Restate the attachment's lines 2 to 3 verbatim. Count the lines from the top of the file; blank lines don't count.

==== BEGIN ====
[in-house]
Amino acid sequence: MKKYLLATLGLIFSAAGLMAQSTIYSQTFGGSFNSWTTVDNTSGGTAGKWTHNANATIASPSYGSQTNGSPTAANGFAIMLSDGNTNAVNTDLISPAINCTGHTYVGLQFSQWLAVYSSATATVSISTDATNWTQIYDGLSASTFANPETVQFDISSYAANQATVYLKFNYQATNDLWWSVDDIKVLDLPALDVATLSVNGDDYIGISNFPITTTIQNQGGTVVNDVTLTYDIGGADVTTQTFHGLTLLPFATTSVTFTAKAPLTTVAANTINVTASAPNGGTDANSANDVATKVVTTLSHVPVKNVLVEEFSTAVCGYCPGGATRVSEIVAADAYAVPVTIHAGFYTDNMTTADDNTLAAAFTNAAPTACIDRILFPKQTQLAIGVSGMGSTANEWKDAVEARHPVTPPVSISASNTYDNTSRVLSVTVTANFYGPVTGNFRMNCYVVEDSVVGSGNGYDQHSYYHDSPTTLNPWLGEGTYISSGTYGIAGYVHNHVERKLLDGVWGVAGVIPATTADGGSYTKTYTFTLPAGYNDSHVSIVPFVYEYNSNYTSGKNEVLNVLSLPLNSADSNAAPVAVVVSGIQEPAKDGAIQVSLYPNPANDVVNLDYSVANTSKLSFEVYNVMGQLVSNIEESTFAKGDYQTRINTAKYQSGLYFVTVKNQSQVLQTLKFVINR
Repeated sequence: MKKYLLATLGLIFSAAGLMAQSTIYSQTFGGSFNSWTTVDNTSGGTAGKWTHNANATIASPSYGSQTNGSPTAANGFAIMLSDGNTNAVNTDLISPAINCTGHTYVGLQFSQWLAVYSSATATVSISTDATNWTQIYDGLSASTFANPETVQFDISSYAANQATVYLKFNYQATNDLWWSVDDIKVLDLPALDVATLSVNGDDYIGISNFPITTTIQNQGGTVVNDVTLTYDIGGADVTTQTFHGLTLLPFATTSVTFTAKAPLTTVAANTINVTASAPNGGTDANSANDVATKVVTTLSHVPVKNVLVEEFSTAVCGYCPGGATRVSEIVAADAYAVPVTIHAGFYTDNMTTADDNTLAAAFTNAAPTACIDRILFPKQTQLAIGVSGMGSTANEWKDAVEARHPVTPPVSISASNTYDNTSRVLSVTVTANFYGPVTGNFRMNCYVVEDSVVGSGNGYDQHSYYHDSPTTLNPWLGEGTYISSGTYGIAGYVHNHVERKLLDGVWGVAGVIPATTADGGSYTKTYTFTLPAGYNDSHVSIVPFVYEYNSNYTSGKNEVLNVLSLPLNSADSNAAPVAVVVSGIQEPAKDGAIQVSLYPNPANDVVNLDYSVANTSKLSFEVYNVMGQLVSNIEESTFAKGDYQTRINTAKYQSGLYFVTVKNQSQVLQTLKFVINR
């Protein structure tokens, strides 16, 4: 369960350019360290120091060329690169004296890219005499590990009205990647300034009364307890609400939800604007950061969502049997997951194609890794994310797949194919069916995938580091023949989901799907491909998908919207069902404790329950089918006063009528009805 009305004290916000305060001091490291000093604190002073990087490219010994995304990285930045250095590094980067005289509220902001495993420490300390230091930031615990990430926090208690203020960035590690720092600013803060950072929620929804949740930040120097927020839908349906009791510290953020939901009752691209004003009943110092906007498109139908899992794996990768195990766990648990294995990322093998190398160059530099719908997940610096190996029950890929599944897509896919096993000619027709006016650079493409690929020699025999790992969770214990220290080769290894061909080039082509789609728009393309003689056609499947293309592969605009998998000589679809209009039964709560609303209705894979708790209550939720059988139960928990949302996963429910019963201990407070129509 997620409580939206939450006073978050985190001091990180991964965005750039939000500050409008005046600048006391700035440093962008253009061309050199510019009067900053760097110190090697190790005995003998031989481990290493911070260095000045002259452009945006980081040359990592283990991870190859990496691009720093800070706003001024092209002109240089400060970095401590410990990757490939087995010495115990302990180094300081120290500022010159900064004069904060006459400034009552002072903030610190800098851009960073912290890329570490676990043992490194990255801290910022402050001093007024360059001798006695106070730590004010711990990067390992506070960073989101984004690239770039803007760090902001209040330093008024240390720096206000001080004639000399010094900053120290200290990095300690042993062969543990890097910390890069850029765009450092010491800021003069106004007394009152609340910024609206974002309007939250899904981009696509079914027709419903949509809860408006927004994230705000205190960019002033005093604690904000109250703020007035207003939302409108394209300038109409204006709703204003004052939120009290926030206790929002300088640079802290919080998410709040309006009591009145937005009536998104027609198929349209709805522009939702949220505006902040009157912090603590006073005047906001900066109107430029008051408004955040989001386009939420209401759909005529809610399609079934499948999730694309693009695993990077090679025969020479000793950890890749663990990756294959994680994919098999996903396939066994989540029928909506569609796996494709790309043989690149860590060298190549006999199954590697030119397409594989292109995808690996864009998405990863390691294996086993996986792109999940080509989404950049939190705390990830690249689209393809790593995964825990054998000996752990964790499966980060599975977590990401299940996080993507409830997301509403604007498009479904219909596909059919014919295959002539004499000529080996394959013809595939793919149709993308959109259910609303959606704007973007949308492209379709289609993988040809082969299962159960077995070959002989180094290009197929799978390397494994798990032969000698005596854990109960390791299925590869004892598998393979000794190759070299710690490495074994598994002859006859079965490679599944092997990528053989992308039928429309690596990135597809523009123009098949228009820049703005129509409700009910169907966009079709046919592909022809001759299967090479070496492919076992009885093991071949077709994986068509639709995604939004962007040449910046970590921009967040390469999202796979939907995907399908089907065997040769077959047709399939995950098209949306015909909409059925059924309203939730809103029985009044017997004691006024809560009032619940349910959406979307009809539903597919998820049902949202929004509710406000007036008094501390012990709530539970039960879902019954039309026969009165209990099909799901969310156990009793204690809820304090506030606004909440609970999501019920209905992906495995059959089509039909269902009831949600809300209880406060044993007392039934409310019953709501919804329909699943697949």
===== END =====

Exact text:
Amino acid sequence: MKKYLLATLGLIFSAAGLMAQSTIYSQTFGGSFNSWTTVDNTSGGTAGKWTHNANATIASPSYGSQTNGSPTAANGFAIMLSDGNTNAVNTDLISPAINCTGHTYVGLQFSQWLAVYSSATATVSISTDATNWTQIYDGLSASTFANPETVQFDISSYAANQATVYLKFNYQATNDLWWSVDDIKVLDLPALDVATLSVNGDDYIGISNFPITTTIQNQGGTVVNDVTLTYDIGGADVTTQTFHGLTLLPFATTSVTFTAKAPLTTVAANTINVTASAPNGGTDANSANDVATKVVTTLSHVPVKNVLVEEFSTAVCGYCPGGATRVSEIVAADAYAVPVTIHAGFYTDNMTTADDNTLAAAFTNAAPTACIDRILFPKQTQLAIGVSGMGSTANEWKDAVEARHPVTPPVSISASNTYDNTSRVLSVTVTANFYGPVTGNFRMNCYVVEDSVVGSGNGYDQHSYYHDSPTTLNPWLGEGTYISSGTYGIAGYVHNHVERKLLDGVWGVAGVIPATTADGGSYTKTYTFTLPAGYNDSHVSIVPFVYEYNSNYTSGKNEVLNVLSLPLNSADSNAAPVAVVVSGIQEPAKDGAIQVSLYPNPANDVVNLDYSVANTSKLSFEVYNVMGQLVSNIEESTFAKGDYQTRINTAKYQSGLYFVTVKNQSQVLQTLKFVINR
Repeated sequence: MKKYLLATLGLIFSAAGLMAQSTIYSQTFGGSFNSWTTVDNTSGGTAGKWTHNANATIASPSYGSQTNGSPTAANGFAIMLSDGNTNAVNTDLISPAINCTGHTYVGLQFSQWLAVYSSATATVSISTDATNWTQIYDGLSASTFANPETVQFDISSYAANQATVYLKFNYQATNDLWWSVDDIKVLDLPALDVATLSVNGDDYIGISNFPITTTIQNQGGTVVNDVTLTYDIGGADVTTQTFHGLTLLPFATTSVTFTAKAPLTTVAANTINVTASAPNGGTDANSANDVATKVVTTLSHVPVKNVLVEEFSTAVCGYCPGGATRVSEIVAADAYAVPVTIHAGFYTDNMTTADDNTLAAAFTNAAPTACIDRILFPKQTQLAIGVSGMGSTANEWKDAVEARHPVTPPVSISASNTYDNTSRVLSVTVTANFYGPVTGNFRMNCYVVEDSVVGSGNGYDQHSYYHDSPTTLNPWLGEGTYISSGTYGIAGYVHNHVERKLLDGVWGVAGVIPATTADGGSYTKTYTFTLPAGYNDSHVSIVPFVYEYNSNYTSGKNEVLNVLSLPLNSADSNAAPVAVVVSGIQEPAKDGAIQVSLYPNPANDVVNLDYSVANTSKLSFEVYNVMGQLVSNIEESTFAKGDYQTRINTAKYQSGLYFVTVKNQSQVLQTLKFVINR